…”I think that anyone producing or selling compost in today’s economic slowdown (August 2008) will tell you that the product will be worth less than zero if you attempted to add millions of cubic yards to the market. The fact is that there is not sufficient market demand for millions of cubic yards of additional compost in Florida; that’s 25,000,000 more 2-cubic foot bags to sell at Home Depot and Lowes per year. If composed yardwaste were of any real value, net of freight and processing costs, then the mountains of stockpiled mulch sitting at dozens of failing or failed yard waste processing facilities throughout Florida (millions of tons) would be screened and sold…[I]f some consultant tells you that we can all just compost our way out of our yardwaste disposal issues then they should be able to answer why our state has millions of tons of already composted yardwaste sitting in static piles presently with no buyers. Ask the city of Jacksonville how much interest they have received in marketing their 80,000–100,000 tons of 3-year-old processed and unprocessed waste piles sitting on 57 acres. It will cost Jacksonville millions of dollars to have this material marketed to some form of beneficial use offsite. Ask Broward County how successful they have been in marketing their now 4-year-old accumulation (35,000 tons) of decomposing waste that they can’t even get the contractor they hired to dispose of it, to haul it off since starting last year.
“Again, the monetary value of processed mulch has no relevance to the fact of its eventual beneficial use whether it is land application, fuel for electric generation, or potting soil for the homeowner.”
Of course things may not be quite as dire as this elsewhere in the country. After all, this is Florida with perhaps the nation’s greatest vegetative growth (estimated to be 10% of the entire US total) and hence certainly its largest amount of yard waste to deal with. Pat Byers of the Solid Waste Authority of Florida’s Palm Beach County, explains, “Once you get south of Orlando, it’s a totally different vegetation than it is in the rest of the state and the country. There’s just so much of it, and it grows so fast that it’s very difficult to keep up with it.
“Our Solid Waste Authority has responsibility for recycling all the yard waste for the entire county. Most of what we’re doing with yard waste here is grinding it up, screening it, and using it as a bulking agent or as an amendment for waste water sludge composting. As recently as 15 years ago, there weren’t many options. Then, we looked at co-composting the sludge and yard waste. We got together with the largest local wastewater facility in the county and started co-composting. Today, this is a very good facility; we never have had any problems meeting regulations.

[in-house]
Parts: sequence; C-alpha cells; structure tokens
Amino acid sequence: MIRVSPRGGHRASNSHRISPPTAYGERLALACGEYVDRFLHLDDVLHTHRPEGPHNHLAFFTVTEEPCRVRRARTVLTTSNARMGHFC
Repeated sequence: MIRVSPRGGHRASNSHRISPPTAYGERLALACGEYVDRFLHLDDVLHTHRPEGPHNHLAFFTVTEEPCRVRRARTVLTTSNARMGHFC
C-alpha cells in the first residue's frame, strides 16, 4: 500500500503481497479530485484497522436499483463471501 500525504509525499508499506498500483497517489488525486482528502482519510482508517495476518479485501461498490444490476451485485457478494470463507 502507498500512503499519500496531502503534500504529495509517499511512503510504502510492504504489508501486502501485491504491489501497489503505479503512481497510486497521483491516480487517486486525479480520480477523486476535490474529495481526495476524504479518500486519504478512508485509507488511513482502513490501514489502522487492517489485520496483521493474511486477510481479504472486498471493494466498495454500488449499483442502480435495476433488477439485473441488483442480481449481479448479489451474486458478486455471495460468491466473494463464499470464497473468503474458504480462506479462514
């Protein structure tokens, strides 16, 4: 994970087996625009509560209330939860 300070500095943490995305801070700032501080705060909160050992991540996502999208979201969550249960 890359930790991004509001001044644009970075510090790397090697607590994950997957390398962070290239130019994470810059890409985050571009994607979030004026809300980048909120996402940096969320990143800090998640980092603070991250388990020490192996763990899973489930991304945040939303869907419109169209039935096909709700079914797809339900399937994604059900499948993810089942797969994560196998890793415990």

“That’s mainly what we’re doing with yard waste today, but there are also three other applications too. For one thing, we do take a portion of our yard waste and use it to make compost. Second, we are land-applying processed yard waste in the Everglades area where the sugar cane is. There’s not a lot of this going on, though; it’s mainly to handle overflow if we’re not doing anything else with yard waste. Third, a portion of the yard waste goes to a co-gen plant that burns it with bagasse and woody waste.
“We don’t burn yard waste ourselves; we just supply it to the co-gen plant operator as feed stock. However when we complete our new waste-to-energy plant (it will be the second one in the county), we will have about a 5000 tpd capacity. At that time we’re going to need a lot of yard waste so we’ll send it there to generate energy, rather than provide it to the land application people. In about five years, then, a sizeable percentage of our yard waste will be going there.”
The second significant method of disposing of yard waste is to use it as feedstock to waste-to-energy (WTE) facilities. The WTE industry has been enjoying a resurgence of acceptance as they overcome NIMBY objections that have been based on pollution and odor concerns. Now, these problems have little basis in fact. The US EPA now states that waste-to-energy plants produce electricity with “less impact on the environment than almost any other source of electricity… Modern waste-to-energy facilities meet or exceed EPA’s Maximum Achievable Control Technology (MACT) standards. Today’s waste-to-energy facilities are designed and operated to produce nearly complete combustion of waste and emit low amounts of pollutants. Waste-to-energy destroys pathogens, organics, and other disease-bearing material in trash.”